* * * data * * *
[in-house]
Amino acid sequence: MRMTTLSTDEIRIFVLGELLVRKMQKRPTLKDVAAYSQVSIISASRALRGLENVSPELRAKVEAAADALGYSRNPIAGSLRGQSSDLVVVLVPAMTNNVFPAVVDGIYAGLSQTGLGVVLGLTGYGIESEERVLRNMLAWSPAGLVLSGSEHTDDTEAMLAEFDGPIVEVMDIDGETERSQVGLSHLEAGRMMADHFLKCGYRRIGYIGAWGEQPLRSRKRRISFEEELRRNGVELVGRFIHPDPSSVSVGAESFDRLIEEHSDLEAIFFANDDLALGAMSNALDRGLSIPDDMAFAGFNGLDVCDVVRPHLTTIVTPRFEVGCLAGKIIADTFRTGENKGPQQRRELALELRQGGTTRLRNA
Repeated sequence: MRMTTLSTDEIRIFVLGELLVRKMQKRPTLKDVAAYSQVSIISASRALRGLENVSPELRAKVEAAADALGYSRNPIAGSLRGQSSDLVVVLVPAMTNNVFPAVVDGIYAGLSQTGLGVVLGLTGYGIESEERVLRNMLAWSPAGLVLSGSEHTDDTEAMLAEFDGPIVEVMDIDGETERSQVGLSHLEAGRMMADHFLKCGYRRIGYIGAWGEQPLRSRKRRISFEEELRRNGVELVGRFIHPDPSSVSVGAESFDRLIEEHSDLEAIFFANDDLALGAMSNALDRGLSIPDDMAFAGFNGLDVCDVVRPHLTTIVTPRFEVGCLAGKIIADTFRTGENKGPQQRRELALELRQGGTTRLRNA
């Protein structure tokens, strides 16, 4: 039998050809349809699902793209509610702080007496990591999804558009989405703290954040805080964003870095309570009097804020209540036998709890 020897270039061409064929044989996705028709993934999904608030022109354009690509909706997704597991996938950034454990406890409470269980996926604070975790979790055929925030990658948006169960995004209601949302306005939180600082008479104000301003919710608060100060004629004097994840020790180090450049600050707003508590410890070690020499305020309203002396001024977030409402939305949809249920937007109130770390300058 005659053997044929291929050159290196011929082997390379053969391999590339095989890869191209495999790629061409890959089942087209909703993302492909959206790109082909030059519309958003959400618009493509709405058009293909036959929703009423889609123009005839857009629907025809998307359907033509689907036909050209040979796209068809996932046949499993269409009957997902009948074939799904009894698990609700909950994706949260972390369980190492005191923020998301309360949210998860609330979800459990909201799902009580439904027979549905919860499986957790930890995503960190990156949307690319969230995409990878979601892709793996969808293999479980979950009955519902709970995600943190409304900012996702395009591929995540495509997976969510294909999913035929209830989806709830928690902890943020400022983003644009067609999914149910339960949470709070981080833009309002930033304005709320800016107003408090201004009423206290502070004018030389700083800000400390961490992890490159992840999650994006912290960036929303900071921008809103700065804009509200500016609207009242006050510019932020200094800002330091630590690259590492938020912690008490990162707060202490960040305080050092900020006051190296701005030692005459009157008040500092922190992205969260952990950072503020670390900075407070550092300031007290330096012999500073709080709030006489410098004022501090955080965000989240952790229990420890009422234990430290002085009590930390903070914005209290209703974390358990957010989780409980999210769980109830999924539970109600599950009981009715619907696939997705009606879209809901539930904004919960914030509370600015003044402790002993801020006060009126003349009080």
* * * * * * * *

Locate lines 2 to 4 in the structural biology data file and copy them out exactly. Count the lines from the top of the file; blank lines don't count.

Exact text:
Amino acid sequence: MRMTTLSTDEIRIFVLGELLVRKMQKRPTLKDVAAYSQVSIISASRALRGLENVSPELRAKVEAAADALGYSRNPIAGSLRGQSSDLVVVLVPAMTNNVFPAVVDGIYAGLSQTGLGVVLGLTGYGIESEERVLRNMLAWSPAGLVLSGSEHTDDTEAMLAEFDGPIVEVMDIDGETERSQVGLSHLEAGRMMADHFLKCGYRRIGYIGAWGEQPLRSRKRRISFEEELRRNGVELVGRFIHPDPSSVSVGAESFDRLIEEHSDLEAIFFANDDLALGAMSNALDRGLSIPDDMAFAGFNGLDVCDVVRPHLTTIVTPRFEVGCLAGKIIADTFRTGENKGPQQRRELALELRQGGTTRLRNA
Repeated sequence: MRMTTLSTDEIRIFVLGELLVRKMQKRPTLKDVAAYSQVSIISASRALRGLENVSPELRAKVEAAADALGYSRNPIAGSLRGQSSDLVVVLVPAMTNNVFPAVVDGIYAGLSQTGLGVVLGLTGYGIESEERVLRNMLAWSPAGLVLSGSEHTDDTEAMLAEFDGPIVEVMDIDGETERSQVGLSHLEAGRMMADHFLKCGYRRIGYIGAWGEQPLRSRKRRISFEEELRRNGVELVGRFIHPDPSSVSVGAESFDRLIEEHSDLEAIFFANDDLALGAMSNALDRGLSIPDDMAFAGFNGLDVCDVVRPHLTTIVTPRFEVGCLAGKIIADTFRTGENKGPQQRRELALELRQGGTTRLRNA
């Protein structure tokens, strides 16, 4: 039998050809349809699902793209509610702080007496990591999804558009989405703290954040805080964003870095309570009097804020209540036998709890 020897270039061409064929044989996705028709993934999904608030022109354009690509909706997704597991996938950034454990406890409470269980996926604070975790979790055929925030990658948006169960995004209601949302306005939180600082008479104000301003919710608060100060004629004097994840020790180090450049600050707003508590410890070690020499305020309203002396001024977030409402939305949809249920937007109130770390300058 005659053997044929291929050159290196011929082997390379053969391999590339095989890869191209495999790629061409890959089942087209909703993302492909959206790109082909030059519309958003959400618009493509709405058009293909036959929703009423889609123009005839857009629907025809998307359907033509689907036909050209040979796209068809996932046949499993269409009957997902009948074939799904009894698990609700909950994706949260972390369980190492005191923020998301309360949210998860609330979800459990909201799902009580439904027979549905919860499986957790930890995503960190990156949307690319969230995409990878979601892709793996969808293999479980979950009955519902709970995600943190409304900012996702395009591929995540495509997976969510294909999913035929209830989806709830928690902890943020400022983003644009067609999914149910339960949470709070981080833009309002930033304005709320800016107003408090201004009423206290502070004018030389700083800000400390961490992890490159992840999650994006912290960036929303900071921008809103700065804009509200500016609207009242006050510019932020200094800002330091630590690259590492938020912690008490990162707060202490960040305080050092900020006051190296701005030692005459009157008040500092922190992205969260952990950072503020670390900075407070550092300031007290330096012999500073709080709030006489410098004022501090955080965000989240952790229990420890009422234990430290002085009590930390903070914005209290209703974390358990957010989780409980999210769980109830999924539970109600599950009981009715619907696939997705009606879209809901539930904004919960914030509370600015003044402790002993801020006060009126003349009080």